Because of the nature of the political landscape in Iraq, journalists are already at risk simply for doing their job. Those who protest or report on corruption are a direct target. According to UNESCO, 198 media professionals were murdered between 2006 and 2018. Especially since the anti-government protests in October 2019, journalists have faced intimidation, kidnappings, attacks and killings by militias, which went unpunished. The country ranks 172 on the RSF World Press Freedom Index.

The increasing popularity of online media where journalists and activists can usually freely post their findings, has caught the attention of the state. The proposed cybercrime law is seen as a tool for cracking down on independent media. The use of internet shutdowns and the closure or ban of media outlets is also seen as an effective strategy to silence dissident voices, especially during protests and unrest.

Media as a propaganda tool

The diversity of communities in Iraq and the Kurdish region is reflected in a splintered media landscape. In addition to a separation of content in the Kurdish and Arabic languages, media outlets are all too often used, and seen, as propaganda tools. Promoting inclusive and accessible independent media across social divides is vital to the peace-building process in the region.

Attacks on women journalists

The Iraqi media is largely male-dominated, both in terms of content and in the newsroom. Women journalists face an increased risk of harassment and threats to their physical safety and well-being. Women in the public eye are often targeted. In 2018, for example, three Iraqi beauty bloggers were killed in Baghdad. Their killings are a symbol of the gender-based violence that restricts women in the media, which in turn results in widespread self-censorship.

Our work in Iraq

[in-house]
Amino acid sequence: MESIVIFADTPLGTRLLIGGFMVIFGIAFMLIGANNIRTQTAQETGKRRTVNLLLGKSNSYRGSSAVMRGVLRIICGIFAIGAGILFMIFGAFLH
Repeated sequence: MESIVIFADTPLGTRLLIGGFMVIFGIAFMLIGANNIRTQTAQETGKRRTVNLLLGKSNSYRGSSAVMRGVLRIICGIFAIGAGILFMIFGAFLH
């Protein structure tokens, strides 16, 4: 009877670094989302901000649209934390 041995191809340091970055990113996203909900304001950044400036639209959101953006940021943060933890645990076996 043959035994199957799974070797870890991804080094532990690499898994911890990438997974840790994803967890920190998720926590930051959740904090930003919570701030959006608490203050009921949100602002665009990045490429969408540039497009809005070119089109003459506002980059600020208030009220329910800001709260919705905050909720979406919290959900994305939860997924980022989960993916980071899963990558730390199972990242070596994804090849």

In 2017, following efforts by Free Press Unlimited and UNESCO, the Iraqi government finally submitted its first ever report to UNESCO's director general on the number of journalists killed in that year. These reports are important because they describe the actions taken after each murder. This sends a clear message to the perpetrators: crimes against journalists do not go unnoticed.

Following up on this, Free Press Unlimited and UNESCO supported the formation of a National Committee of Safety and Impunity, which consists of local civil society organisations, government representatives and the journalists' union. This committee meets regularly to discuss security issues. Another body, the Special Investigations Unit (SIU), has been set up specifically to investigate attacks on journalists.

In the Kurdish regions, Free Press Unlimited supports Kirkuk Now, a leading independent media outlet that reports through a network of reporters in the disputed areas. 

Many communities in Iraq are experiencing the impact of climate change and water-related crises in particular. That is why Free Press Unlimited also considers climate reports to be an important focus for media in Iraq. Together with the Clingendael Institute, Free Press unlimited supports fellowships that give Iraqi journalists the resources and capacity to report on local climate-related issues and have them published on a national and international scale.

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